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Wake Forest revamps after two copter crashes
The air ambulance program at Wake Forest University Baptist Medical Center in Winston-Salem, NC, goes beyond the minimum requirements in an effort to make its medical helicopters as safe as they can be.
The institution flies its medical choppers under the guidelines recommended in 1988 by the National Safety Transportation Board (NTSB), which the Federal Aviation Administration (FAA) still has not adopted as requirements for all programs. Wake Forest has good reason to take helicopter safety seriously: The program began in 1986 and soon experienced two fatal crashes. Those accidents prompted the hospital to put safety first.
Those crashes occurred when the aircraft were not as advanced, and terrain avoidance systems would have helped in both cases, says James Bryant, RN, MSN, director of emergency and transport services at Wake Forest. The hospital now flies an EC-135 Eurocopter, which is smaller and more fuel-efficient than its predecessor, and it comes equipped with terrain avoidance, autopilot, satellite tracking, and a digital cockpit as opposed to older dial-type gauges.
The crew consists of one pilot, a nurse, and a paramedic. It typically carries one patient but can take two if needed. The hospital just recently acquired night vision goggles, and the crew was to begin training with them in January.
Wake Forest contracts with Air Methods, a company based in Englewood, CO, that provides the aircraft, pilots, mechanics, and logistical support. Wake Forest provides the medical crew, billing, dispatching, and flight monitoring for the missions. Flight operations are monitored from Air Methods' Colorado base, aiding the Wake Forest crew with weather reports and decision making about each mission. Wake Forest has a strict policy that says any crew member can veto a mission for safety reasons.
"If any flight member believes the flight is not a go, and that includes everything down to just a gut feeling, then we do not go on the flight," Bryant says. "Anyone can decline a flight. It could be a bad feeling about the weather or it can be that they're not feeling well, they haven't had a good day, and they don't think they can fulfill their obligation to safety."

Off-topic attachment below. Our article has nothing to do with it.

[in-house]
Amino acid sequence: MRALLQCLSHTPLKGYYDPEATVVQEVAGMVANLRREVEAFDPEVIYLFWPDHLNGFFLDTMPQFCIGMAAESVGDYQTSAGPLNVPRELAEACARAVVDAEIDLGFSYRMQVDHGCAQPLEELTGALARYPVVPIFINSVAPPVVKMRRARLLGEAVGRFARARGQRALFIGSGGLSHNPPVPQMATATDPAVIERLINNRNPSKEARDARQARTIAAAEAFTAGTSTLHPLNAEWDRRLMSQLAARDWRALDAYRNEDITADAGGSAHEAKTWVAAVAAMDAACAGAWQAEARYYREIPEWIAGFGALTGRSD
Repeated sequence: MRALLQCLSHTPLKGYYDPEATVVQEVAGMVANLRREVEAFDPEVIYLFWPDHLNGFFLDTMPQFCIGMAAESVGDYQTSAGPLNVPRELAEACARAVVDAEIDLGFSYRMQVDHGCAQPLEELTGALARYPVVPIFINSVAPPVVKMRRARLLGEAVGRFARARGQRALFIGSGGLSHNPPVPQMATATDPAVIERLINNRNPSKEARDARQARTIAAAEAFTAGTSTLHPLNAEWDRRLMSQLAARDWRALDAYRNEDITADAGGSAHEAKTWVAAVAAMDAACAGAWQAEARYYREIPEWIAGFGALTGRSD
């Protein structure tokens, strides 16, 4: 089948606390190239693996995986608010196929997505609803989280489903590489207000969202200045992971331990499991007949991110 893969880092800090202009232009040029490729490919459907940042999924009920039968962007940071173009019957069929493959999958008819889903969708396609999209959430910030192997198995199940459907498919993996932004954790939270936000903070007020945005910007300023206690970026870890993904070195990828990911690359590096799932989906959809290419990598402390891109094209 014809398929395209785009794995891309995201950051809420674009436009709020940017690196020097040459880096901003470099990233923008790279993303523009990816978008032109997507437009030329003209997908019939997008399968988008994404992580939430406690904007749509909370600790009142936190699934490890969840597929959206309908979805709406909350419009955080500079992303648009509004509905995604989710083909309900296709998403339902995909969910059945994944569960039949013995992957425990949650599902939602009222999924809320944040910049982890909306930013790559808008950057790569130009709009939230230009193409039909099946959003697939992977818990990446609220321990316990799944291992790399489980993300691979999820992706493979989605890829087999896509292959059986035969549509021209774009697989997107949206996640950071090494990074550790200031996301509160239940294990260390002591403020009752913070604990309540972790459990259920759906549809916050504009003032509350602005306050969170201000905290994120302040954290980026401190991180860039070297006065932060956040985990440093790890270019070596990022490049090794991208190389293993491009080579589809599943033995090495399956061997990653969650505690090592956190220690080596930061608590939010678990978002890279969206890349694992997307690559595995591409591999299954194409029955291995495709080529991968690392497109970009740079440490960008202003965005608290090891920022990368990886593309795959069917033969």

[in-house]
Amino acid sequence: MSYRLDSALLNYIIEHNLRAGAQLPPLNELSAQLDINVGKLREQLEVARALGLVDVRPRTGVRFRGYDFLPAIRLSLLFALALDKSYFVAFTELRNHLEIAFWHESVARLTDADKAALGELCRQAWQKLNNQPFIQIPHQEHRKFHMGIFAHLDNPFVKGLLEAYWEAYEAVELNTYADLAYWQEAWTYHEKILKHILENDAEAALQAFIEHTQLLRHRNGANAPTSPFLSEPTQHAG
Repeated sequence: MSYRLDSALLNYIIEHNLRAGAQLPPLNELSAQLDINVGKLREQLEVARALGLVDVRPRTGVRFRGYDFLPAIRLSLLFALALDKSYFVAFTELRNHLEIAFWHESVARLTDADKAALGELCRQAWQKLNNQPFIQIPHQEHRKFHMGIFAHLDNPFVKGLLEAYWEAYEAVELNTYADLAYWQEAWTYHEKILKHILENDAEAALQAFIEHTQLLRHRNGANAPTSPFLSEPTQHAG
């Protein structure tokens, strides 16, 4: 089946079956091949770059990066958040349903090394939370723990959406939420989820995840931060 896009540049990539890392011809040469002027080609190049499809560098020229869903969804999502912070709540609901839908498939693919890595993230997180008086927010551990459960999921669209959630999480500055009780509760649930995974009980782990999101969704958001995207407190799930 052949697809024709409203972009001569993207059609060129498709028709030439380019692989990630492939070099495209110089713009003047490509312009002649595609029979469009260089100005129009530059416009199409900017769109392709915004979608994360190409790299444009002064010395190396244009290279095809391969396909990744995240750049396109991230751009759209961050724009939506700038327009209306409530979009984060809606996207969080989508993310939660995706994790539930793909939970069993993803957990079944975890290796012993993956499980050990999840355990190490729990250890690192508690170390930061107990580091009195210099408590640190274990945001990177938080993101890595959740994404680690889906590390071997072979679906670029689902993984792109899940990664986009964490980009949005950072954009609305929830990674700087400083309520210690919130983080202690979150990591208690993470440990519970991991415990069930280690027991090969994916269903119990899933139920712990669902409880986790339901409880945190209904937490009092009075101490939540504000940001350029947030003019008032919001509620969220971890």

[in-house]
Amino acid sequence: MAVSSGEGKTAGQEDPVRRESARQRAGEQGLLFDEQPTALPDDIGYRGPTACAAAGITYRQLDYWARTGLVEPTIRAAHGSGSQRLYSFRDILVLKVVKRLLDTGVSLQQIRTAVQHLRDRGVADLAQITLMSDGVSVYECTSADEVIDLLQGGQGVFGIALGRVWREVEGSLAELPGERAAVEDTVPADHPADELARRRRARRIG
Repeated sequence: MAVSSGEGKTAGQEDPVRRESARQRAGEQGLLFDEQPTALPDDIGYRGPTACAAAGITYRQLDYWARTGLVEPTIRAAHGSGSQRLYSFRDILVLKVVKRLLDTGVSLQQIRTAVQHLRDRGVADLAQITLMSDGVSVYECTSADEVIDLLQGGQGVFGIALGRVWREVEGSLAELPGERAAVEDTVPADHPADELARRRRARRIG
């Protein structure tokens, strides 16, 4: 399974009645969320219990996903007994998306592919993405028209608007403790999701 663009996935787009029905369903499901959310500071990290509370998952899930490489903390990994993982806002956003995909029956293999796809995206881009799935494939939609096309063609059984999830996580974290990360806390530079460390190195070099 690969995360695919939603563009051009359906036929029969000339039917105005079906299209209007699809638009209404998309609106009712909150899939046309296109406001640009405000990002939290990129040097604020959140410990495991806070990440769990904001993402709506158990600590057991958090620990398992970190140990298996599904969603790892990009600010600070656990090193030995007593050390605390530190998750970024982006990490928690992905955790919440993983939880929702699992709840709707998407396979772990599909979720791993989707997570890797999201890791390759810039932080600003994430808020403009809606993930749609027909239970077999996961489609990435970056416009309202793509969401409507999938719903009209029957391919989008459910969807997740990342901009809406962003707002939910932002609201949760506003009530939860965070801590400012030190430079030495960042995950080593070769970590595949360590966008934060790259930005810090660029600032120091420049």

Wake Forest never second-guesses or challenges pilots or mechanics about safety. If a mechanic says the aircraft can't fly today, that's the end of the discussion. But at the same time, Bryant says, the crew is held to extremely high standards for compliance with safety regulations. A paramedic recently was grounded for a period of time because he left a trash bag near the helicopter a safety risk because the bag could be sucked into the engine. The pilot found the bag and had the paramedic temporarily grounded, a strong message that safety infractions will not be tolerated.
The Wake Forest program works proactively to minimize many risks by designating safe landing areas in many communities, studying the approach and hazards in advance. Even with a single aircraft, Wake Forest flies about 600 missions per year, averaging two per day.
Bryant is in the process of working out an arrangement with his counterparts at other hospitals in the community, so they can share satellite tracking data for their helicopter programs, in effect creating an air traffic control system for area medical helicopters. He already has worked out an agreement with one nearby hospital and hopes to include many more. Such an arrangement could help avoid crashes, such as the June 29, 2008, incident in which seven people died when two helicopters crashed into each other near Flagstaff (AZ) Medical Center. The two helicopters, from different air ambulance services, were both trying to deliver patients to the hospital.
Wake Forest requires that its medical choppers fly under the FAA's "Part 135" rules, referring to a part of the FAA regulations governing the minimum weather allowances for safe flight, rather than the "Part 91" rules. The FAA allows medical choppers to fly under "Part 91," which means flying in worse weather, but Wake Forest insists on meeting the higher safety standards. The pilots also are instrument-rated for flying in bad weather.
"On the same day that they had a crash in Wisconsin recently, we had really bad weather with a lot of clouds rolling in as our pilot was already out on a mission, and so he made the decision to cancel the mission and land at a local airport. We picked our crew up at the airport and brought them back by ground," Bryant recalls. "Instead of trying to navigate that bad weather, he made the right decision to use instruments for a safe landing and wait for a pickup. That's the decision making we want from our crew."
Despite the best efforts to ensure safety, Wake Forest knows from experience that a medevac flight can end in tragedy. So, the hospital provides an extra $1 million in life insurance coverage for each member of the crew, beyond any insurance and other benefits they may receive from their employers.
"It gives the crew a little bit of security to know that if something were to happen, their families won't be left in need," Bryant says. "We don't want to think about crashes all the time, but we have to remember that it can happen."
For more information on the Wake Forest air ambulance program, contact:
James Bryant, RN, MSN, Director of Emergency and Transport Services, Emergency Department, Wake Forest University Baptist Medical Center, Winston-Salem, NC. Telephone: (800) 446-2255.